"This is one of the best years that I've seen for players," Wheeler High School head coach Doug Lipscomb said. "There is so much talent here, especially the big guys."
Wheeler's J.J. Hickson (NC State) and Norcross's Gani Lawal (Georgia Tech) are strong McDonald's All-American candidates. Georgia signees Jeremy Price and Chris Barnes are prototypical SEC big men - strong, good hands and tough around the cup.
Guard play is solid at the top with Chris Allen of Meadowcreek. The Michigan State signee could potentially lead the city in scoring this year. Norcross will put the ball in the hands of Tony Neysmith, an Oklahoma signee, with hopes of winning another 5A state championship.
The wings are just as deep as the big men. Ole Miss commitment Zach Graham, Terrell Bell, a Virginia Tech signee, Jordan DeMercy, Florida State signee, and Lance Storrs, a Georgia Tech signee, lead the charge.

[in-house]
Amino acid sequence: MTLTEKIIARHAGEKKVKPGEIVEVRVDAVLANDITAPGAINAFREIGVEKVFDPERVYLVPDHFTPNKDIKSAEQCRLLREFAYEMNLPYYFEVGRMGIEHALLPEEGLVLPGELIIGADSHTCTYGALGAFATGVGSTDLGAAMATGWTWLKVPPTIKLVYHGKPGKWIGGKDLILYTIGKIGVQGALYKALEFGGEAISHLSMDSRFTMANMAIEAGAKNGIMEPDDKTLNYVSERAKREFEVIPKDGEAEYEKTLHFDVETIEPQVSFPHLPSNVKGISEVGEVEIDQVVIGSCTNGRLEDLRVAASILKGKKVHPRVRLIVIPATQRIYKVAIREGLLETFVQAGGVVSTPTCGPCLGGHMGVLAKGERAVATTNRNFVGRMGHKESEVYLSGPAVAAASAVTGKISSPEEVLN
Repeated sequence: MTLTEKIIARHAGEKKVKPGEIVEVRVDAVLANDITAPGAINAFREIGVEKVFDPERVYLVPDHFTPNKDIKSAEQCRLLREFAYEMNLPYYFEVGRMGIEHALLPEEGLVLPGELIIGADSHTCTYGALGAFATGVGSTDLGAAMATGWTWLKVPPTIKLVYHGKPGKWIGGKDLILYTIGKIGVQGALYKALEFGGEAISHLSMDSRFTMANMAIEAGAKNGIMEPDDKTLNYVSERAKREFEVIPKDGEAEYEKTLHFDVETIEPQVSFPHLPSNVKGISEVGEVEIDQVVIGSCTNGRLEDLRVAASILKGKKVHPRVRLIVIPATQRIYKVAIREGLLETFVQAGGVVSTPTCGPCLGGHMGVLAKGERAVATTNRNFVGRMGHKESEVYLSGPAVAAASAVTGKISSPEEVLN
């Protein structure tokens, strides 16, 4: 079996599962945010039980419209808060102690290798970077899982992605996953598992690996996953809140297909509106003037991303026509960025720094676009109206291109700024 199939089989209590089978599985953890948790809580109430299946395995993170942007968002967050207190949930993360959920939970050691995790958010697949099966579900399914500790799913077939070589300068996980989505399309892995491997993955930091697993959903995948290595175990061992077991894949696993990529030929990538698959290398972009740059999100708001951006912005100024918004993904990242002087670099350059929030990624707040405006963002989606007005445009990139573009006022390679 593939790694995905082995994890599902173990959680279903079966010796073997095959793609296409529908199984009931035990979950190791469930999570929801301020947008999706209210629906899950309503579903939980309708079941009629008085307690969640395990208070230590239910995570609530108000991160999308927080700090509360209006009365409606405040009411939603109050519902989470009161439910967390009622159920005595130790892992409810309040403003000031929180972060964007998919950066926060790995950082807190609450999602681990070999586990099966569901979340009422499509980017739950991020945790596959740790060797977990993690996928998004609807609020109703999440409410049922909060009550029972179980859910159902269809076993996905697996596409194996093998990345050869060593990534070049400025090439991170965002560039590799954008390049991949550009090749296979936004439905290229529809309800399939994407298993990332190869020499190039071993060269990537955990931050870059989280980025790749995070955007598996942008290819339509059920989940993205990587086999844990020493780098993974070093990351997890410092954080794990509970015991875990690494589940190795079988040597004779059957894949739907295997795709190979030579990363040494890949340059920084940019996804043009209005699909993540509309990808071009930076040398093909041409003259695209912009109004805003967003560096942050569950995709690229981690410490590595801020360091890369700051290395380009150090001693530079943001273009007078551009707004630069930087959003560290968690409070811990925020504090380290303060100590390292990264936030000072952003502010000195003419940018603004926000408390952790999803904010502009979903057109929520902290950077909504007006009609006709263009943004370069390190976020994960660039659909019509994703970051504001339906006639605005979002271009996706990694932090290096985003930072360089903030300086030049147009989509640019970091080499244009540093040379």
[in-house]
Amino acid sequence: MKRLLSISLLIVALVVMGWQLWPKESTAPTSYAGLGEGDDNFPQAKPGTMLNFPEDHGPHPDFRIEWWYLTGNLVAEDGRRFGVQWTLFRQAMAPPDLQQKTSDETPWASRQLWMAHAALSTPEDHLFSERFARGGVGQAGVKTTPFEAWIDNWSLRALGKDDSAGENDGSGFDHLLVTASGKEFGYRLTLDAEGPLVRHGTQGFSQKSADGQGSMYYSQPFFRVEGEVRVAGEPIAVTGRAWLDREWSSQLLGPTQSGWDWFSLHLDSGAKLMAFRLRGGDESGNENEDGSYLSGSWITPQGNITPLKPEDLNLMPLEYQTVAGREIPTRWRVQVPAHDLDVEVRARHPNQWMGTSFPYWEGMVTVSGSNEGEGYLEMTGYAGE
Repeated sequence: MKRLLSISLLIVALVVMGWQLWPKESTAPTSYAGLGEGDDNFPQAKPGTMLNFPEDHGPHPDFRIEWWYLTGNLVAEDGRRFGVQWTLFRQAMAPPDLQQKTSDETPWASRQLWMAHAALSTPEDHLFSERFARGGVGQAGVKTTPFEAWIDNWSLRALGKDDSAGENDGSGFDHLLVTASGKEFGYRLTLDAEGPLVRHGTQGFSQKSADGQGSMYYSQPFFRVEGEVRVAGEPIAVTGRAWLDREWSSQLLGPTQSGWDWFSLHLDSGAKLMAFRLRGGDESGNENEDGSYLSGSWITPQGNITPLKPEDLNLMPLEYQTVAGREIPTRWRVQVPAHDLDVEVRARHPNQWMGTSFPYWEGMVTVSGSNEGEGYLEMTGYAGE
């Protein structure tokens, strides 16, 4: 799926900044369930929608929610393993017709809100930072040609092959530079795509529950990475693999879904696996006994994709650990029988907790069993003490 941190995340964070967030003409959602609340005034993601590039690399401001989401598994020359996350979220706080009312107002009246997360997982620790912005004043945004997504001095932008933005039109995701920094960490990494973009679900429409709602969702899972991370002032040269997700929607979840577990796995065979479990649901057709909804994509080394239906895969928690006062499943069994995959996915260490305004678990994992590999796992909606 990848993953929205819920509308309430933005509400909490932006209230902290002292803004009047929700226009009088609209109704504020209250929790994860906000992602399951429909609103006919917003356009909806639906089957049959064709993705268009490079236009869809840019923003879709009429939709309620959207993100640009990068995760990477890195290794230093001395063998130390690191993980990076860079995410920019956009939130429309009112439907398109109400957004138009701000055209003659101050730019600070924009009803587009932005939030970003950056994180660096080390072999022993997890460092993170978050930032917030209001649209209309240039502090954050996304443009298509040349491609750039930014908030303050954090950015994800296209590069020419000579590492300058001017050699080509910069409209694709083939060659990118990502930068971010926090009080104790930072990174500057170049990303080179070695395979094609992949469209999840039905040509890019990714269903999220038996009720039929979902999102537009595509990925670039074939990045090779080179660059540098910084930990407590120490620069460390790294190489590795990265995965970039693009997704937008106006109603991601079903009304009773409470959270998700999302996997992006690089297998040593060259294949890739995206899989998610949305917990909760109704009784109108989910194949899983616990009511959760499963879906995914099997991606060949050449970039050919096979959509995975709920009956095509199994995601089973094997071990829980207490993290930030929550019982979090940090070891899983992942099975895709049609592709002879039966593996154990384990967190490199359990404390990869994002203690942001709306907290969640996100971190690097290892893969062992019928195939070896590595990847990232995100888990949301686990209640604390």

"It's crazy," says one SEC coach that constantly recruits the state. "And the best part about it, they always play against each other. It makes it easy to evaluate them and I'm sure the kids love it because they can play for bragging rights."
To the players, bragging rights is defiantly at the front of their minds.
"Trust me," says Lawal, "Atlanta is one of the top five cities in the country. No doubt. We make each other better. I can't speak for everybody but the competition makes me better. I think it makes everyone else better. It's great."
Top 15 players in Atlanta
Chris Allen, Meadowcreek (2007 - Michigan State signee)
Al-Farouq Aminu, Norcross (2008)
Chris Barnes, Riverdale (2007 - Georgia signee)
Lorenzo Brown, Centennial (2009)
Derrick Favors, South Atlanta (2009)
Zach Graham, Peachtree Ridge (2007 - Ole Miss commit)
J.J. Hickson, Wheeler (2007 - NC State signee)
Richard Howell, Central Gwinnett (2009)
Noel Johnson, Fayette County (2009)
Gani Lawal, Norcross (2007 - Georgia Tech signee)
Tony Neysmith, Norcross (2007 - Oklahoma signee)
Jeremy Price, Columbia (2007 - Georgia signee)